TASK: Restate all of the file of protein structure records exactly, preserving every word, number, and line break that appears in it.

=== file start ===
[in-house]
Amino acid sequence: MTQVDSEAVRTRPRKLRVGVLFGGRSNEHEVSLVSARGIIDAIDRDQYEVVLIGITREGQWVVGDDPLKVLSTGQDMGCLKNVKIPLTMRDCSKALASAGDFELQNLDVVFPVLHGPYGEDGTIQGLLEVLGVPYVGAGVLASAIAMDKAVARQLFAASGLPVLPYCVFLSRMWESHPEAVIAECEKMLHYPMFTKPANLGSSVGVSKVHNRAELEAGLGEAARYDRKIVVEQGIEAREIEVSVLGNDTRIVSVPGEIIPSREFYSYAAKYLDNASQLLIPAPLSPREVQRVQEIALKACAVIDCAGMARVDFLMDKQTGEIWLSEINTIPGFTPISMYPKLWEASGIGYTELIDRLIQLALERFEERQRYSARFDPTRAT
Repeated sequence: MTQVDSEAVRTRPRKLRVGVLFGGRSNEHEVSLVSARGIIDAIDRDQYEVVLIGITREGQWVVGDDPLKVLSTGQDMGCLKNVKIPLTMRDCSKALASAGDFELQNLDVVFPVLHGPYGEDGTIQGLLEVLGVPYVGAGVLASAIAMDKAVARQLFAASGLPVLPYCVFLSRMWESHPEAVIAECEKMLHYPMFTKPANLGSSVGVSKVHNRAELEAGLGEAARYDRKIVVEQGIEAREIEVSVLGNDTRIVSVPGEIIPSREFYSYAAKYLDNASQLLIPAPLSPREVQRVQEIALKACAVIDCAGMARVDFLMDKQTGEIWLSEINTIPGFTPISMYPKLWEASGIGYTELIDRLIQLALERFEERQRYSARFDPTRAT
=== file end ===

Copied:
[in-house]
Amino acid sequence: MTQVDSEAVRTRPRKLRVGVLFGGRSNEHEVSLVSARGIIDAIDRDQYEVVLIGITREGQWVVGDDPLKVLSTGQDMGCLKNVKIPLTMRDCSKALASAGDFELQNLDVVFPVLHGPYGEDGTIQGLLEVLGVPYVGAGVLASAIAMDKAVARQLFAASGLPVLPYCVFLSRMWESHPEAVIAECEKMLHYPMFTKPANLGSSVGVSKVHNRAELEAGLGEAARYDRKIVVEQGIEAREIEVSVLGNDTRIVSVPGEIIPSREFYSYAAKYLDNASQLLIPAPLSPREVQRVQEIALKACAVIDCAGMARVDFLMDKQTGEIWLSEINTIPGFTPISMYPKLWEASGIGYTELIDRLIQLALERFEERQRYSARFDPTRAT
Repeated sequence: MTQVDSEAVRTRPRKLRVGVLFGGRSNEHEVSLVSARGIIDAIDRDQYEVVLIGITREGQWVVGDDPLKVLSTGQDMGCLKNVKIPLTMRDCSKALASAGDFELQNLDVVFPVLHGPYGEDGTIQGLLEVLGVPYVGAGVLASAIAMDKAVARQLFAASGLPVLPYCVFLSRMWESHPEAVIAECEKMLHYPMFTKPANLGSSVGVSKVHNRAELEAGLGEAARYDRKIVVEQGIEAREIEVSVLGNDTRIVSVPGEIIPSREFYSYAAKYLDNASQLLIPAPLSPREVQRVQEIALKACAVIDCAGMARVDFLMDKQTGEIWLSEINTIPGFTPISMYPKLWEASGIGYTELIDRLIQLALERFEERQRYSARFDPTRAT